3. In Jumanji, there is an intelligent hunter targeting you with intent to kill.
In most zombie fiction, human beings work together and rise up to try to defeat the zombie uprising. While yes, people like the Governor in The Walking Dead can throw a screwball in the idea in human unity, rarely is there one person who is trained in not only marksmanship but witty accented banter targeting you and you alone. In Jumanji, this is possible as the hunter character released by the board game, Van Pelt, targets the Robin Williams character with determination and skill ala Richard Connell’s The Most Dangerous Game. Perhaps the scariest aspect of the situation is that the hunter looks and acts to a degree just like Robin William’s onscreen father. Confronting my father is a fear I still haven’t been able to overcome. The idea of him as a single minded big game hunter out to get me sends shivers down my spine. I know, this type of situation can theoretically happen in a zombie apocalypse scenario but with the same kind of callous and invocation of such deeply personal emotions? I think not.
4. The horror doesn’t end till the game ends.
Now the implication of an apocalypse whether it be zombie or in another form implies the end of the world. Perhaps this term is used too loosely. If the world was coming to an end, than why bother trying? As human being, we have hope so no matter what literature the zombie apocalypse in your mind comes from, it usually involves people surviving and either conquering the zombies, learning to cope with the zombies, or living away from the zombies. The bottom line is, the conflict comes to some kind of end. In Jumanji, the conflict usually comes to an end as well, but only after finishing the game. This could take perhaps a casual Friday afternoon or twenty six years like the film, maybe even longer. No matter what you do to survive, it doesn’t matter. There is no strategy, there is only finishing the game. I’ve played plenty a game of Risk that I didn’t end up finishing. I suppose in Jumanji you would be very motivated to finish but again, the idea of not being in control of ones destiny scares me. Let’s hope you picked a smart bunch of friends to play with if you happen to discover the board and role the dice.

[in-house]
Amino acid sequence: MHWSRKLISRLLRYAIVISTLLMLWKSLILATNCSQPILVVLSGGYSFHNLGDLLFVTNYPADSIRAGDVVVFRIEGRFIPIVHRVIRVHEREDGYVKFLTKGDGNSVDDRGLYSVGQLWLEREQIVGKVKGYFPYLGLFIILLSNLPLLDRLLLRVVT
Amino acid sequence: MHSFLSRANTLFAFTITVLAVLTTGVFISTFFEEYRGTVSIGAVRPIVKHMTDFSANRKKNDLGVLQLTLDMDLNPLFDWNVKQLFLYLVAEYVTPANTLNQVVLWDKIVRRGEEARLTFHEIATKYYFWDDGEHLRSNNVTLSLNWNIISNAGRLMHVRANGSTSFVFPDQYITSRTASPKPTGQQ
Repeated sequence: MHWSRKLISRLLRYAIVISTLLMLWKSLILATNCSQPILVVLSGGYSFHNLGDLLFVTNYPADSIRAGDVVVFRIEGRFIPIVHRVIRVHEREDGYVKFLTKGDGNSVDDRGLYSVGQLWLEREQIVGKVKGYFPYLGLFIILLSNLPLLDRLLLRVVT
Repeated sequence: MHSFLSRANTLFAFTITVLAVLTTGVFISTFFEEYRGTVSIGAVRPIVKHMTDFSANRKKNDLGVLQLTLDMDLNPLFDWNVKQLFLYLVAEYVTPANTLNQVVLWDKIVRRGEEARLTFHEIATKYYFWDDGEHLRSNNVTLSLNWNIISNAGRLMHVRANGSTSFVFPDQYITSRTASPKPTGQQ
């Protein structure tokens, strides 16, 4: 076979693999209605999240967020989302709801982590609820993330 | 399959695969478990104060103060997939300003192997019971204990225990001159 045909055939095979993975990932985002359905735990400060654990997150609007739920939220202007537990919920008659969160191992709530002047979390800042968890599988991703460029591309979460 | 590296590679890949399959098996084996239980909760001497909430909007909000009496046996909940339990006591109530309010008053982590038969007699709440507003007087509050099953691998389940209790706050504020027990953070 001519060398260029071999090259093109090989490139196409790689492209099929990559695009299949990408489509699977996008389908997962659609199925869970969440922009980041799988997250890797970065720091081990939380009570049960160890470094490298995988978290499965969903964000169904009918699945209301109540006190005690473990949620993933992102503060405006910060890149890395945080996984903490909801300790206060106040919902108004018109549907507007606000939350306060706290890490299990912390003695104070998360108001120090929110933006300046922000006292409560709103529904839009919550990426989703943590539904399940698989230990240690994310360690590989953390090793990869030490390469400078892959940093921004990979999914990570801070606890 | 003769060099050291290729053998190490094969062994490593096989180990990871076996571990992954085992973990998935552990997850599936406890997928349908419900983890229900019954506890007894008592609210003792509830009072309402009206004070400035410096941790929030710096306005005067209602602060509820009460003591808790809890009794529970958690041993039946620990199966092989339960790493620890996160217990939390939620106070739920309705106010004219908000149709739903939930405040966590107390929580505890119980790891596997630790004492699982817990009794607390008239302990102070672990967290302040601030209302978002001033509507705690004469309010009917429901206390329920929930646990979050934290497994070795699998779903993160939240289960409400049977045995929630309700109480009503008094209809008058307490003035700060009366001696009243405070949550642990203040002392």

5. The supernatural always beats the natural.
The modern obsession of a zombie apocalypse is based largely on reality. In previous eras on zombie fiction, the undead were made that way by spells, curses, or even the devil himself (or herself, sometimes I am more convinced it’s a her but that’s another story). Today however, zombies are mostly created through natural means by some out of control disease or genetic mutation. Maybe this is what scares a lot of us about zombies, the fact that there is a (slight) chance that it could happen. With that being said, most of Jumanji is rooted in the ideas of magic and the supernatural. It’s impossible to use logic against magic as the supernatural seems to dictate everything that happens in Jumanji. Once again, it is out of our hands and thus, subject to the rules of whatever the role of the dice dictates. Just like Santa Claus fitting in those tiny chimneys and being impervious to fire, the supernatural always conquers the natural. The only chance you have is playing by their rules.
Yes, I admit that a zombie apocalypse is pretty scary but the next time you are watching a The Walking Dead, be thankful that you don’t hear a distant tribal drum beat and an old wood board game begging you to play it doesn’t appear on your lap. Face it, Jumanji is a pretty scary concept.